On the Vernacular Modernism of I.M. Pei (1917–2019)

Thomas de Monchaux at n+1:

Pei’s stature among architects is hard to convey. However visually entertaining their work, the likely legacies of other American so-called starchitects shrink—some to triviality—beside the decades of modern design that Ieoh Ming Pei produced, from his earliest built work in 1948 to his last project sixty years later. By the time he co-designed the Museum of Islamic Art in Doha in 2008, he was among the last practicing students of a teacher from the Bauhaus. Walter Gropius taught, and later taught beside, Pei at the Harvard Graduate School of Design. Gropius had arrived there in 1937. Pei, the scion of a Suzhou banking family who left Shanghai in 1935 for undergraduate study at Penn and MIT, arrived at Harvard in 1942. His classmates included Paul Rudolph and Philip Johnson.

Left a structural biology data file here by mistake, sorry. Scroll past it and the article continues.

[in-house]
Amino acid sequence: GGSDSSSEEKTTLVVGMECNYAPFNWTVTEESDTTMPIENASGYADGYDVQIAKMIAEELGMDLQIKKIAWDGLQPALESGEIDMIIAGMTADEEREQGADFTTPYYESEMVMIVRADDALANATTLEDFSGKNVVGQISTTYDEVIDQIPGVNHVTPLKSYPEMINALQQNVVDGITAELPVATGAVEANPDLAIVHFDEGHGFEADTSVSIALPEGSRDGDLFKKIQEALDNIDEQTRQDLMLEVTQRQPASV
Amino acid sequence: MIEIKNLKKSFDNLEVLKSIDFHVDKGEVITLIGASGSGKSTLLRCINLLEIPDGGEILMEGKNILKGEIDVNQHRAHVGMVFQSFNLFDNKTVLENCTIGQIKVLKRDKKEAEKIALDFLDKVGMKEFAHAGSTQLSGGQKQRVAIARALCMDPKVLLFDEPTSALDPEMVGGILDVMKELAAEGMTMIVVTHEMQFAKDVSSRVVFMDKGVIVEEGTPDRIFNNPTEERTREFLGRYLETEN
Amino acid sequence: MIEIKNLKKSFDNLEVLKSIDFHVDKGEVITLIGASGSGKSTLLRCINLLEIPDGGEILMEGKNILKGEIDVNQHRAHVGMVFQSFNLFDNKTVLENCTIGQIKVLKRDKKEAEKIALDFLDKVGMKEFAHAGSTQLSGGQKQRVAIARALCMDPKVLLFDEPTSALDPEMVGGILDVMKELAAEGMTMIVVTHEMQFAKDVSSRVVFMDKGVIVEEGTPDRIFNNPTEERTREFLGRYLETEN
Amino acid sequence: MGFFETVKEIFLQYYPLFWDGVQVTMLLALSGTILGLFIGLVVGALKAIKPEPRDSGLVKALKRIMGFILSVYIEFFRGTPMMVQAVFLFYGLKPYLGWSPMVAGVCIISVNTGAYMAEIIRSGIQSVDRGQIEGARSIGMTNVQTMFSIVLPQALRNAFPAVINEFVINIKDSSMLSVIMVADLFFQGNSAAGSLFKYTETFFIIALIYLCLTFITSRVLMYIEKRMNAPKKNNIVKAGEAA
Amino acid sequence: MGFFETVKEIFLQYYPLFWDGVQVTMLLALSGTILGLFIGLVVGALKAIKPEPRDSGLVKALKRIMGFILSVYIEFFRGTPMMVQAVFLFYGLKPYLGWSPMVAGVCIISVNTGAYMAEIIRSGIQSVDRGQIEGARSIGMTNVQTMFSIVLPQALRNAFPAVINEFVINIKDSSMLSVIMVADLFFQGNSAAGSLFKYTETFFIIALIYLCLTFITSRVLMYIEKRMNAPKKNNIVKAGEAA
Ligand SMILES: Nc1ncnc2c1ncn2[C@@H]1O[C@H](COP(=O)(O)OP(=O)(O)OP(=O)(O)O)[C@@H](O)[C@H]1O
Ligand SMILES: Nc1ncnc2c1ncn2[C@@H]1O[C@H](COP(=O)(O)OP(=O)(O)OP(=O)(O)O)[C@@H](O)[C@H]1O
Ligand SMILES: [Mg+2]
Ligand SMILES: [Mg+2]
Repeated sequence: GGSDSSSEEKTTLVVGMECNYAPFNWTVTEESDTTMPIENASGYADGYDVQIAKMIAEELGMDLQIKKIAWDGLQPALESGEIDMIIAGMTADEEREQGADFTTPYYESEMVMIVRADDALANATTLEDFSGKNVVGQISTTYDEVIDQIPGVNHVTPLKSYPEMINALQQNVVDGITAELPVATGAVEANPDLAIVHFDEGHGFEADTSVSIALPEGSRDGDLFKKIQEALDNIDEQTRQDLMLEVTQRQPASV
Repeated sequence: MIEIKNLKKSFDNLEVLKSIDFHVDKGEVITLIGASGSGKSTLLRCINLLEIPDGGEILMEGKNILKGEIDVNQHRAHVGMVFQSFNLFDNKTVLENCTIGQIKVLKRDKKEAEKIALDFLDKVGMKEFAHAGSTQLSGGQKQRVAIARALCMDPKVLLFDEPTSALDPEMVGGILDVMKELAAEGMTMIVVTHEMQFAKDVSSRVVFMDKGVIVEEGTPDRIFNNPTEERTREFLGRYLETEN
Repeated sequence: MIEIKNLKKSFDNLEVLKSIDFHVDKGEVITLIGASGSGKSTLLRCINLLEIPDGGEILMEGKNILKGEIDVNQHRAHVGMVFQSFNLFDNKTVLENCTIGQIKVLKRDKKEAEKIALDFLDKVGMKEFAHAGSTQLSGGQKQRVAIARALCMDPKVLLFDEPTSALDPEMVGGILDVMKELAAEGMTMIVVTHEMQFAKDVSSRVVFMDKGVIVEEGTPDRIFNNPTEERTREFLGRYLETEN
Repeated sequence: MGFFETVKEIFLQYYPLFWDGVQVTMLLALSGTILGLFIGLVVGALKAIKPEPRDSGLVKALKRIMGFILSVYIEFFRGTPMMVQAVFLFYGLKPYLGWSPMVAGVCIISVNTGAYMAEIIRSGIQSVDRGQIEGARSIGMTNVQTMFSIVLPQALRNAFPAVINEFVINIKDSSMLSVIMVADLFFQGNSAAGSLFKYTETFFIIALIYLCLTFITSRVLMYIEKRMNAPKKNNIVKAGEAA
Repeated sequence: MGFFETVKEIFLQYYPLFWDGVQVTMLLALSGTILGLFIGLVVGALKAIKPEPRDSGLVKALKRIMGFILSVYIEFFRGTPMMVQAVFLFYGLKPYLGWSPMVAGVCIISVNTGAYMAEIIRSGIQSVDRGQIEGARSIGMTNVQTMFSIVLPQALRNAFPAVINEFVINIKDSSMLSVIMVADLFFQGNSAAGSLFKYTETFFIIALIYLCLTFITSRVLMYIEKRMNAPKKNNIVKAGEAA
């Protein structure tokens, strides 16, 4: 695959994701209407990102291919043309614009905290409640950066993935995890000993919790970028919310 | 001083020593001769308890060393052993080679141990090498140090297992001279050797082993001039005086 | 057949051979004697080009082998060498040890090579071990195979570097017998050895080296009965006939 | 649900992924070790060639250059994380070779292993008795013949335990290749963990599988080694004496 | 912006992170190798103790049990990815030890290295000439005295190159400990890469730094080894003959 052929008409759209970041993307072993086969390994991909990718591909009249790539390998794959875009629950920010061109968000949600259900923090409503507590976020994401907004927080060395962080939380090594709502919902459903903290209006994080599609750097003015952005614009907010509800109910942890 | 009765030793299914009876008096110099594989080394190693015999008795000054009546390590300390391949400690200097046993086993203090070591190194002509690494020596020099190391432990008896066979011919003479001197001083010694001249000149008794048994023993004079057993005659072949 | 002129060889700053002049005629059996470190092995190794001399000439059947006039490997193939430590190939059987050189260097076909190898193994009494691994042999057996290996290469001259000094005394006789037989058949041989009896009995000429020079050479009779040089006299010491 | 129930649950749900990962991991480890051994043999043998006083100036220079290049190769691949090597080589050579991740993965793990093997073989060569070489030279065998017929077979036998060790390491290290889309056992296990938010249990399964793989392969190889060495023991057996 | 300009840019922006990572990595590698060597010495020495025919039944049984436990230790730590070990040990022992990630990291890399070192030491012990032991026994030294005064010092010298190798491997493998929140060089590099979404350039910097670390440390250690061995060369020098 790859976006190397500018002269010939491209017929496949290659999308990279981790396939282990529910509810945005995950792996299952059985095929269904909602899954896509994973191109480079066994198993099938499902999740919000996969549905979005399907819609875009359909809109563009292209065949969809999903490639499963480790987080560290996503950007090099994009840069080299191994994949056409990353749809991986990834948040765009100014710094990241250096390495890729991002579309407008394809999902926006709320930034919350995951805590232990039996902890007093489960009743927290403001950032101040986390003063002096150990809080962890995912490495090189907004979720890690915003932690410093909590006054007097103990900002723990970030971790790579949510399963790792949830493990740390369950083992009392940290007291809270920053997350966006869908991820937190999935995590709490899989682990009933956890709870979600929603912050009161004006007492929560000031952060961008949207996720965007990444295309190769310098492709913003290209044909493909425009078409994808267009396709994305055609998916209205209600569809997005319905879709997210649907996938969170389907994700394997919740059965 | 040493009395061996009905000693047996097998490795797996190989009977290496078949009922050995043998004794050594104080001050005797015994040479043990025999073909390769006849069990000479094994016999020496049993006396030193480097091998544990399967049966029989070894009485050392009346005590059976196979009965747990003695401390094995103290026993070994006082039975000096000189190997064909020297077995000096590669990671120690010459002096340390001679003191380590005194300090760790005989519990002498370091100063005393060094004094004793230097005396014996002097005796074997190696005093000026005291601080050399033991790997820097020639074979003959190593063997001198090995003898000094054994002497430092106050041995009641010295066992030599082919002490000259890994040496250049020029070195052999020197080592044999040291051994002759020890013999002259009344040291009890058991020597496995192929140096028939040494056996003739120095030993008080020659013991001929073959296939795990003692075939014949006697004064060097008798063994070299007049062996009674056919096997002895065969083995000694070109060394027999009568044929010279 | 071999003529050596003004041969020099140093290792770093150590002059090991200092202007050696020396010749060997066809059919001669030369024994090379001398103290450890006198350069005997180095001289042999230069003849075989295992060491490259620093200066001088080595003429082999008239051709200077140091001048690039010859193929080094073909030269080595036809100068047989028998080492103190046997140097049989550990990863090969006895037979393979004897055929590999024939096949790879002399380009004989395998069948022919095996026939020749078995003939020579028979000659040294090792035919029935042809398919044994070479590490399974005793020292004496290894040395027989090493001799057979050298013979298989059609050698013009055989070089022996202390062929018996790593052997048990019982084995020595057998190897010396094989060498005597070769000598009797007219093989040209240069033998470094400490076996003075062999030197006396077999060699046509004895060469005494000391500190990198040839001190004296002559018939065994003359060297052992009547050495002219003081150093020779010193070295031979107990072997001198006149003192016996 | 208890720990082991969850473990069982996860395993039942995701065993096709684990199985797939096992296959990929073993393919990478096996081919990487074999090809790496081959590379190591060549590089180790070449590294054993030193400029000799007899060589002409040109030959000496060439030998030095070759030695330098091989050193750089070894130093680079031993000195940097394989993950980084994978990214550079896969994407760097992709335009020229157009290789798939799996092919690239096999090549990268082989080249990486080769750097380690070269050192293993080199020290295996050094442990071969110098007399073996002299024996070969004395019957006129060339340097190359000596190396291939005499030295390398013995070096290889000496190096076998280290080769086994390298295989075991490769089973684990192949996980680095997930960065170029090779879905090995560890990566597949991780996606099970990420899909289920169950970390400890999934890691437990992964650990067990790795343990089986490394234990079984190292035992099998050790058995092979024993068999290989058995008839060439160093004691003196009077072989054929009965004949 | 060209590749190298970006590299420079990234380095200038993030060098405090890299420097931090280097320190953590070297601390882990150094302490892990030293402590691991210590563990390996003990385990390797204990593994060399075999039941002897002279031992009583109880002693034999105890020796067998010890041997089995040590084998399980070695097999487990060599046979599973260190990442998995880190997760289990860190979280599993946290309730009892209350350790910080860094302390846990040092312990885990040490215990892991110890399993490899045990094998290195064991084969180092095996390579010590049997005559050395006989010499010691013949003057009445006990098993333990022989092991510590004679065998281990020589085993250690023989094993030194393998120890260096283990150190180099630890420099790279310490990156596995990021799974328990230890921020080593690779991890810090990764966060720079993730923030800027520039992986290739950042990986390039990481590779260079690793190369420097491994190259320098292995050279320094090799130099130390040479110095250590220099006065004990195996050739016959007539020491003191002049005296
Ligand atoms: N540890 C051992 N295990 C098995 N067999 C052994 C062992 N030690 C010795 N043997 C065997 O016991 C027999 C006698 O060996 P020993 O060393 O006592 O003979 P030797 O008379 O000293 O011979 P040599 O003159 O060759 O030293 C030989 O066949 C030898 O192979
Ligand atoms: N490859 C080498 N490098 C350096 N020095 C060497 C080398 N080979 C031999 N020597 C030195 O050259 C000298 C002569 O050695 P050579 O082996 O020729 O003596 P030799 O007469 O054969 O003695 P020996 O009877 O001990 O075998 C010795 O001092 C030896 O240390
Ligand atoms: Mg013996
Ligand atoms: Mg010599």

Modernism in design was not conceived as a style but a refutation of the historicist stylistic revivals that had defined the previous four centuries of architecture in the developing West, forts and factories notwithstanding. Early modern buildings valued user experience over signifying appearance, which enabled them to apply new efficiencies in industrial engineering and standardized manufacturing.

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